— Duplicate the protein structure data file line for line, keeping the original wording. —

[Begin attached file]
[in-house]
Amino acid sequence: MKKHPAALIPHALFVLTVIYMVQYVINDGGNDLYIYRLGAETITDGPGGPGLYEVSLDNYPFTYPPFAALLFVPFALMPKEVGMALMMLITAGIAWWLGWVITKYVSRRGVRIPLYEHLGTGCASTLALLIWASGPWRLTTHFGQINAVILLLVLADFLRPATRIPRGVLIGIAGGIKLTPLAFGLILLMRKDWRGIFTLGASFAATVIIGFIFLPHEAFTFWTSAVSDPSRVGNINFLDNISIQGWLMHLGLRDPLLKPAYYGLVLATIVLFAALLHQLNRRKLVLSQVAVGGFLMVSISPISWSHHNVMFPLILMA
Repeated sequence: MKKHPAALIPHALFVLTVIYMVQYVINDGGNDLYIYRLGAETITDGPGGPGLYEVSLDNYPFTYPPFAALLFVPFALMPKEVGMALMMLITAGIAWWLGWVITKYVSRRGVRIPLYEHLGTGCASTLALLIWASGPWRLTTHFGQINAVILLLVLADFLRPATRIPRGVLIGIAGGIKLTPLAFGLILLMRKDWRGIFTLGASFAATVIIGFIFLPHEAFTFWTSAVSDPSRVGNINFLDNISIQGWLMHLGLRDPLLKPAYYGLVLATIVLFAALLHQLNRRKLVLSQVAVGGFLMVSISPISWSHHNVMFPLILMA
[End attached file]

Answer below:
[in-house]
Amino acid sequence: MKKHPAALIPHALFVLTVIYMVQYVINDGGNDLYIYRLGAETITDGPGGPGLYEVSLDNYPFTYPPFAALLFVPFALMPKEVGMALMMLITAGIAWWLGWVITKYVSRRGVRIPLYEHLGTGCASTLALLIWASGPWRLTTHFGQINAVILLLVLADFLRPATRIPRGVLIGIAGGIKLTPLAFGLILLMRKDWRGIFTLGASFAATVIIGFIFLPHEAFTFWTSAVSDPSRVGNINFLDNISIQGWLMHLGLRDPLLKPAYYGLVLATIVLFAALLHQLNRRKLVLSQVAVGGFLMVSISPISWSHHNVMFPLILMA
Repeated sequence: MKKHPAALIPHALFVLTVIYMVQYVINDGGNDLYIYRLGAETITDGPGGPGLYEVSLDNYPFTYPPFAALLFVPFALMPKEVGMALMMLITAGIAWWLGWVITKYVSRRGVRIPLYEHLGTGCASTLALLIWASGPWRLTTHFGQINAVILLLVLADFLRPATRIPRGVLIGIAGGIKLTPLAFGLILLMRKDWRGIFTLGASFAATVIIGFIFLPHEAFTFWTSAVSDPSRVGNINFLDNISIQGWLMHLGLRDPLLKPAYYGLVLATIVLFAALLHQLNRRKLVLSQVAVGGFLMVSISPISWSHHNVMFPLILMA